I discovered Jawaharlal Nehru’s Glimpses of World History by accident. Having skipped classes and paid no attention to my education for almost three years, I was on probation for the third time with a serious chance of being kicked out of one of the finest universities in the country. It was around this time that my life completely turned around. Having prepared myself mentally to being thrown out, I had shed all fear and started working hard with a new vigour, without the accompanying stress that arises out of such situations. I wanted to educate myself not for graduation or for grades but rather for education itself. Reading, for the first time, stopped being a chore for me. I started finding myself, for the first time, lost in library columns searching for books to read beyond those assigned in the reading list. One of the first books I stumbled upon was this book by Nehru.
Perhaps when one is down and out and looking for a way back in, almost anything can serve as a source of inspiration. In those tumultuous years when I was struggling to survive and graduate, a few of the books I read changed my life. They transformed me, helping me discover a deep repository of force within me that I did not even know I had. On this Guru Purnima, I want to talk about a few of these inspirational characters who helped me discover a new direction in life.
Nehru’s Glimpses of World History is a remarkable book. In the form of a series of letters to Indira Gandhi from jail, it is a compilation of essays on history from antiquity to the contemporary (the 1930s in this case). Interspersed with personal anecdotes and observations, the book provides a Leftist, modernist interpretation of history. Most importantly, all these stories from across the globe are understood in the context of the modern world: how do they relate to us today? While I may not necessarily agree with much of Nehru’s analyses, I could not help but marvel at his intellectual genius. The entire book, over 1,000 pages, was written without any reference books, purely from memory.
At a time when I was discovering my love for education, knowledge and history, Nehru’s erudition became my goal. I aspired to be as well read as him, as analytical as him. Like Nehru, I did not want my knowledge to be limited by any geographical area or time period. I wanted to understand the history of the world in a comprehensive manner. I wanted the scope of my knowledge to be as wide as Nehru’s, so that I could see how different global influences interact. While I might not share many of these ambitions today, at that time at least, Nehru the writer and scholar became my guru, who gave me direction when I had none.
Soon after, I found myself enrolled in a course on Gandhi’s politics of non-violence. This was not a coincidence but rather part of a journey. I was actively seeking out courses that I thought I might enjoy and want to learn about, rather than those that could have helped me score better. While Nehru’s erudition inspired me, Gandhi’s exhibition of self-control, fighting for the just cause, and love, even for one’s opponent, became lifelong lessons.
I finished his book, My Experiments with Truth, in a day. He was to become my conscience, my inner voice and my strength. Gandhi, the determined, principled fighter, became my lifelong companion. His voice of reason resonated in my head as I fought the impulse to lash out either in my professional or personal life. His mantra of bearing oppression patiently and courteously helped me survive some of the toughest periods of my life. Through Gandhi I learned that every setback in life is meant to make me stronger. I learned resilience and patience through my second guru – Mohandas Karamchand Gandhi.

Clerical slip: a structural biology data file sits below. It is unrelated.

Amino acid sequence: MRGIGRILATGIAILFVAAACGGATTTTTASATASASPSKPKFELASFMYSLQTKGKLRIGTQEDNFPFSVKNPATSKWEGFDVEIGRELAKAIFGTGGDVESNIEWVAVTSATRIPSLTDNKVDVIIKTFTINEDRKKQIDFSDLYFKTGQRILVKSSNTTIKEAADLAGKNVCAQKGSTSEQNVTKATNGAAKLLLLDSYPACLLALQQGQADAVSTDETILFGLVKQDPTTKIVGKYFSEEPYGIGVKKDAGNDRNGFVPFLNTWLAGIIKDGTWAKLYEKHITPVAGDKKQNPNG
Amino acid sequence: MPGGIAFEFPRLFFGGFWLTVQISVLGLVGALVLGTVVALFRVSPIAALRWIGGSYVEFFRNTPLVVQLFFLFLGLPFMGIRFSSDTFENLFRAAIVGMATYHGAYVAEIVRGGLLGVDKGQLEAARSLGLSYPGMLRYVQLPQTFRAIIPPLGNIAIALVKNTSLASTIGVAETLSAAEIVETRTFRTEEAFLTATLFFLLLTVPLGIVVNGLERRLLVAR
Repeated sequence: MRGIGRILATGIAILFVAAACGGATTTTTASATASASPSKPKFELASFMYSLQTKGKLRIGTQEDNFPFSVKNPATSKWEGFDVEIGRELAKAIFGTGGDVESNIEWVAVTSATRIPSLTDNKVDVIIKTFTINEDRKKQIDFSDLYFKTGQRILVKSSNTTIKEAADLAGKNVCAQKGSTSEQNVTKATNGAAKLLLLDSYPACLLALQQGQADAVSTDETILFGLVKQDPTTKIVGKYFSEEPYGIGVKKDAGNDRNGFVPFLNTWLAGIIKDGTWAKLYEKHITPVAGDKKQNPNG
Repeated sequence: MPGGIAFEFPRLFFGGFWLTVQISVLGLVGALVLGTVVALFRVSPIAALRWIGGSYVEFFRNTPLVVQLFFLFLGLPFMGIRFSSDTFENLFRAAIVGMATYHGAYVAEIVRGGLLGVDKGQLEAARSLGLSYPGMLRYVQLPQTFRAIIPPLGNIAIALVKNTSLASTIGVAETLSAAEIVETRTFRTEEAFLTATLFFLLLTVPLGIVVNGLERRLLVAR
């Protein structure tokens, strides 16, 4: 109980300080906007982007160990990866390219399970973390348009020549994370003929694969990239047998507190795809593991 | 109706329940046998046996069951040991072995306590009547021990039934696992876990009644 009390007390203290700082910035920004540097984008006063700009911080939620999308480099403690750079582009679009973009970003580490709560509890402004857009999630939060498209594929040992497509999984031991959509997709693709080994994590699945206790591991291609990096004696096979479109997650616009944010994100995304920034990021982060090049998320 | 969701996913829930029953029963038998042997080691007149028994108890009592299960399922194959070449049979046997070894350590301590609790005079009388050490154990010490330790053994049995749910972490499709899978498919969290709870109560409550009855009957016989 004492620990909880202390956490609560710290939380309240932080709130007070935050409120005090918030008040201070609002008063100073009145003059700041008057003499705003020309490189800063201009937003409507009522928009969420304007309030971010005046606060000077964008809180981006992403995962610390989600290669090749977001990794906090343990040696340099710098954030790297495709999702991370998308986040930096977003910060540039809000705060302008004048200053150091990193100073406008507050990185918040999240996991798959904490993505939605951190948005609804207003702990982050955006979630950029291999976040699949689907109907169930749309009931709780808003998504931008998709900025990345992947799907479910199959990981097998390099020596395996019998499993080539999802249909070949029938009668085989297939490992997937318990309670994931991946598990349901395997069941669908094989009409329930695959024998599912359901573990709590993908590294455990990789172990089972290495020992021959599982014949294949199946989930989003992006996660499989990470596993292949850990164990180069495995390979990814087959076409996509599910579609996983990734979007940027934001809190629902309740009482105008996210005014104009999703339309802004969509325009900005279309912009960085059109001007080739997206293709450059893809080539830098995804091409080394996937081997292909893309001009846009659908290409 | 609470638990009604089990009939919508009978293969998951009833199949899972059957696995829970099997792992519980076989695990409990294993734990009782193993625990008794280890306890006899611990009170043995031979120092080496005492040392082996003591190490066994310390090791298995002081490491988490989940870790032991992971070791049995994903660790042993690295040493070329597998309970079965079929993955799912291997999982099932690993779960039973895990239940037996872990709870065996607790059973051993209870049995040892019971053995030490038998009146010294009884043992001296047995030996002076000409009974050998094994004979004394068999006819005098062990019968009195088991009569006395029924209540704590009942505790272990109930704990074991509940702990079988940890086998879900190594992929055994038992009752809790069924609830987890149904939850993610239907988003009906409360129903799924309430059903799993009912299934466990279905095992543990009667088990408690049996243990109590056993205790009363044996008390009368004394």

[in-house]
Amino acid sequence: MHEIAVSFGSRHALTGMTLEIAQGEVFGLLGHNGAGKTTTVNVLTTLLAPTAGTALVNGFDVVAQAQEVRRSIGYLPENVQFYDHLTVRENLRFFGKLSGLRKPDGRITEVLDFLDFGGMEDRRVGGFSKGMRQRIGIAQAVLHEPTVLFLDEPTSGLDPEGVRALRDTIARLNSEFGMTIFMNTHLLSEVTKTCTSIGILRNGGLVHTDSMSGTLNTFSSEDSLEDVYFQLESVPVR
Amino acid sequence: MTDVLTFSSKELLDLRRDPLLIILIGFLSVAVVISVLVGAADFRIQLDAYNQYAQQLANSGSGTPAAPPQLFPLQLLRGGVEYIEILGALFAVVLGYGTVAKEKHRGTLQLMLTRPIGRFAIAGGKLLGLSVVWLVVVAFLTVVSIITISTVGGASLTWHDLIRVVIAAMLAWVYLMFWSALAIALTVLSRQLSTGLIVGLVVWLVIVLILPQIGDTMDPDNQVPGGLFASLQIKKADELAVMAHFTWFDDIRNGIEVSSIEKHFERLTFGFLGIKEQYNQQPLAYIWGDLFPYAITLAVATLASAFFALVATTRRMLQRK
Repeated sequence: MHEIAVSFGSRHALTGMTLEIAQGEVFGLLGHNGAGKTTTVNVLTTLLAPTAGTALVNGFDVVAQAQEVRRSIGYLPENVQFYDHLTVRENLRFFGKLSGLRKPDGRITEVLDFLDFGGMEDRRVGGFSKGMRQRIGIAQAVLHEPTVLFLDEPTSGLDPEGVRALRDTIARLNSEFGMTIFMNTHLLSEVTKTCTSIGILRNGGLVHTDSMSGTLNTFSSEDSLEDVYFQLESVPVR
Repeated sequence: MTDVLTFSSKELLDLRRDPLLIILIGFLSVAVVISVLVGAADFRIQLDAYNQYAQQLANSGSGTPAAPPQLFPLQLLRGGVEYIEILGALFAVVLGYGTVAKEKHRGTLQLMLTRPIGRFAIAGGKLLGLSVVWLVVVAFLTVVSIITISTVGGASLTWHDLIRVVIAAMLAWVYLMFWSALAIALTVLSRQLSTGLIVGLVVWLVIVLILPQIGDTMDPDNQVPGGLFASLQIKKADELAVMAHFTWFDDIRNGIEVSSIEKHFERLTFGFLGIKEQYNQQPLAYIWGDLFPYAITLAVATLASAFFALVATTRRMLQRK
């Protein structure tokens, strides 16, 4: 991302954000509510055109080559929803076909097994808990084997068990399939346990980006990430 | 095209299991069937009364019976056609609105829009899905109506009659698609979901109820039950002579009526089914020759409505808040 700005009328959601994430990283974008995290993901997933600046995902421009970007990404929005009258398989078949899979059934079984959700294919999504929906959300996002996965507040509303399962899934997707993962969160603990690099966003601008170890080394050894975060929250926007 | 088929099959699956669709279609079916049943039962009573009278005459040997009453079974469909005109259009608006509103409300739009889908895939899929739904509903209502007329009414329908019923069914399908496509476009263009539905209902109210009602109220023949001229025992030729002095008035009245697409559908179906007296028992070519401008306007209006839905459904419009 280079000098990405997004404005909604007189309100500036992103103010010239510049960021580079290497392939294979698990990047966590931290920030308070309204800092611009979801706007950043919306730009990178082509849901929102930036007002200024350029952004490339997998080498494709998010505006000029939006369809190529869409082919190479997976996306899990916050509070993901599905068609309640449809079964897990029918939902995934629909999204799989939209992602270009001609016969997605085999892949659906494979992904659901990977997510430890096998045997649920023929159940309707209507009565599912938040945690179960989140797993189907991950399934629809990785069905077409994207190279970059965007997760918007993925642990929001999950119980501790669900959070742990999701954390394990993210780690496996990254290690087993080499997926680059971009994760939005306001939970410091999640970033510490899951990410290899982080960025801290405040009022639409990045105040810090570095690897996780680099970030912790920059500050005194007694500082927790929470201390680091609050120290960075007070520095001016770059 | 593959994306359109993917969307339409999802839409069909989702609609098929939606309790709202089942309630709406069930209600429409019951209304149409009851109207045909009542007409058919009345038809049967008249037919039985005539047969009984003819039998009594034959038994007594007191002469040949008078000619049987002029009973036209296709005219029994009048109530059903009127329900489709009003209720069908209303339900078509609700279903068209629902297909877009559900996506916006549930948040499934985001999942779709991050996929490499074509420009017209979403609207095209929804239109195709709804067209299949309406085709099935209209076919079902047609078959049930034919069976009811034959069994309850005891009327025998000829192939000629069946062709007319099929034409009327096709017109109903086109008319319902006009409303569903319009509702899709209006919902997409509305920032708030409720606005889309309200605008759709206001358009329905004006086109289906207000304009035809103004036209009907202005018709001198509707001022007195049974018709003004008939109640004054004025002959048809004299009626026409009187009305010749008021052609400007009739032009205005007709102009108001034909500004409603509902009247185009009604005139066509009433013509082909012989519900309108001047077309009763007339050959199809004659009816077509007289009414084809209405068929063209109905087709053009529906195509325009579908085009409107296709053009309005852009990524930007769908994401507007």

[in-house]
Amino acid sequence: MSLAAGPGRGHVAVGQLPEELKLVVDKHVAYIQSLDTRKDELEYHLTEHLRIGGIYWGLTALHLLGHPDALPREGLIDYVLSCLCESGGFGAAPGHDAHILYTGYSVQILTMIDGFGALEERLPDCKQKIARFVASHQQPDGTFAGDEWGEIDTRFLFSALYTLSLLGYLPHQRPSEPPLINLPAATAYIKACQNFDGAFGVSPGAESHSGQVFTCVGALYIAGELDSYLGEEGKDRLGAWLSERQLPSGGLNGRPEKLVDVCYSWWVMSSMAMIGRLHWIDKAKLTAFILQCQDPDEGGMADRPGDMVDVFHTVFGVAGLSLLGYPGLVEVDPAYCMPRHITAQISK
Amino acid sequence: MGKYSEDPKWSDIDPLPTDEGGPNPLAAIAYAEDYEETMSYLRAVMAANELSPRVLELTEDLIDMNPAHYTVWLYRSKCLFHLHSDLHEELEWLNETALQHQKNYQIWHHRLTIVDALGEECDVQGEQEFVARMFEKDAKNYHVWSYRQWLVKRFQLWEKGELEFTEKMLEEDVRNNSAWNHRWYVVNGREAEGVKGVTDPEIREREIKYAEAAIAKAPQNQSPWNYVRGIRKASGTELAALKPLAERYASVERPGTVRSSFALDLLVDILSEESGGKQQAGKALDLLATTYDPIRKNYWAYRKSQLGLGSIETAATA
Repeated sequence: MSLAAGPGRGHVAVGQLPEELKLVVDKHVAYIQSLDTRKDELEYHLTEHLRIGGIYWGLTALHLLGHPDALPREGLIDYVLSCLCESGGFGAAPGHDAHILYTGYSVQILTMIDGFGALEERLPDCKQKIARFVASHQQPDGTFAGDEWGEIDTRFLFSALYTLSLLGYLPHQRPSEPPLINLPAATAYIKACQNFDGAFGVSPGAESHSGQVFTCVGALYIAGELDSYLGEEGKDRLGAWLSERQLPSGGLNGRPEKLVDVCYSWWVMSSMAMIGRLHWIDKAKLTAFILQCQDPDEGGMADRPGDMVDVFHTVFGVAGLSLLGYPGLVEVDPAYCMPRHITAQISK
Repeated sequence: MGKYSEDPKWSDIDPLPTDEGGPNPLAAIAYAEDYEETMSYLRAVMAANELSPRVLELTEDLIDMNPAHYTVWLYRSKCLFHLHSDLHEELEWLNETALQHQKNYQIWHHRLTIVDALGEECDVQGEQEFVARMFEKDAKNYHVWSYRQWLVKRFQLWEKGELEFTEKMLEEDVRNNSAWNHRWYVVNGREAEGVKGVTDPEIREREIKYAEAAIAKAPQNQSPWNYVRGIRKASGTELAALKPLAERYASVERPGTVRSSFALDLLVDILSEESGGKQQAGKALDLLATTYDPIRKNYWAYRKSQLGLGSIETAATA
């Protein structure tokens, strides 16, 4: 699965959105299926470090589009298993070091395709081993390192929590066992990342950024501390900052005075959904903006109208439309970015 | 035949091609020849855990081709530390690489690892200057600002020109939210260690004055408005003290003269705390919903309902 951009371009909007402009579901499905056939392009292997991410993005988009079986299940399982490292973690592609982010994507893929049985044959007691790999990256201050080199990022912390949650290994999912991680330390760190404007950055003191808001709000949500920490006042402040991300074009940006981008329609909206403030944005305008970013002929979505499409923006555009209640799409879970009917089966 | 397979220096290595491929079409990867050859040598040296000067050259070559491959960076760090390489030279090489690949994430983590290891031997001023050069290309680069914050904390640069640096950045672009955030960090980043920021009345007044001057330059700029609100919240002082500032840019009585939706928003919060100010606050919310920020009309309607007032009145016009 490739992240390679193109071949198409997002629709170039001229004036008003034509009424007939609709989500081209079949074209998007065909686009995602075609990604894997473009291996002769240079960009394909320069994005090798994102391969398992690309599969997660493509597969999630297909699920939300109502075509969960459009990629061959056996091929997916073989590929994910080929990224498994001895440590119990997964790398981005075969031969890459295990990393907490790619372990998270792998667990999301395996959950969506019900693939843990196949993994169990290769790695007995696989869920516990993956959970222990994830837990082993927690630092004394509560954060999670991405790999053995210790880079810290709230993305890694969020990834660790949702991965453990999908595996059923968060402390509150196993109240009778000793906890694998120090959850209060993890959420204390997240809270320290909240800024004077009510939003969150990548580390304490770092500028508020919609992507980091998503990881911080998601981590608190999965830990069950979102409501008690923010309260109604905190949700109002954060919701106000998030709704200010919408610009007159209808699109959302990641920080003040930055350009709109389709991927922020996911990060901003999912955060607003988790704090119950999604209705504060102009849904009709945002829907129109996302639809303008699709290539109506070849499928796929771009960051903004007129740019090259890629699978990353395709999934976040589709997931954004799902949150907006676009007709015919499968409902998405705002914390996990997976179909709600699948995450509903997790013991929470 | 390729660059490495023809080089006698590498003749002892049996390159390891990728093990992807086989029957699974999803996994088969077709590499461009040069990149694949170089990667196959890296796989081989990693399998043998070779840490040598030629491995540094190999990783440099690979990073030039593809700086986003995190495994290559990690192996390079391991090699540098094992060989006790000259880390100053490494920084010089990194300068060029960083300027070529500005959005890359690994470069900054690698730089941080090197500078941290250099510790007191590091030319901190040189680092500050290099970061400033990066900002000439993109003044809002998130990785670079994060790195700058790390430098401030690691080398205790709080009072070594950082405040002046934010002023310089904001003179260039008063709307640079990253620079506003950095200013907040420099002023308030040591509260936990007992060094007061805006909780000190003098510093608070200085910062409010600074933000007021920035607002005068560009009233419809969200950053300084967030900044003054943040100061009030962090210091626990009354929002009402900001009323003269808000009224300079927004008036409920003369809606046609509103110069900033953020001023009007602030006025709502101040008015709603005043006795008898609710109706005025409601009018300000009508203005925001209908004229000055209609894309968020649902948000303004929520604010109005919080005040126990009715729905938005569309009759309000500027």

Popularly, Bhagat Singh’s worldview and politics is understood to be diametrically opposed to that of Gandhi. While Gandhi stubbornly adhered to non-violence, Bhagat Singh, true to his Marxist interpretation, believed in a bloody revolution (there is, however, much denunciation of arbitrary violence in his later writings). I was almost the same age as Bhagat Singh when he was hanged, 23, when I discovered him. I devoured his writings, the numerous letters and essays he had written from jail and before. His clarity of thought and undying sense of determination was infectious. Here was a young man at the pinnacle of his youth, the height of his creative and physical energy, giving up his life for a larger cause. And even as he waited for his impending execution – for killing a British police officer to avenge the death of political leader Lala Lajpat Rai – he wrote with such articulation. His thirst for knowledge was remarkable. Even in the moments prior to his death, he was engrossed in reading a book.
Like Gandhi, Bhagat Singh too became my inner voice. He became my third guru who made me appreciate the vitality of my youth and the impermanence of it. He helped me realise that there are certain things beyond our immediate existence – that a life spent in isolation, unaware of the plight of the people around us is not a life worth living. There were, of course, many after them that left an inedible mark on my life but perhaps due to my own psychological state at that point, Nehru, Gandhi and Bhagat Singh became my gurus in their own unique ways.
Haroon Khalid is the author of three books – Walking with Nanak, In Search of Shiva, and A White Trail.
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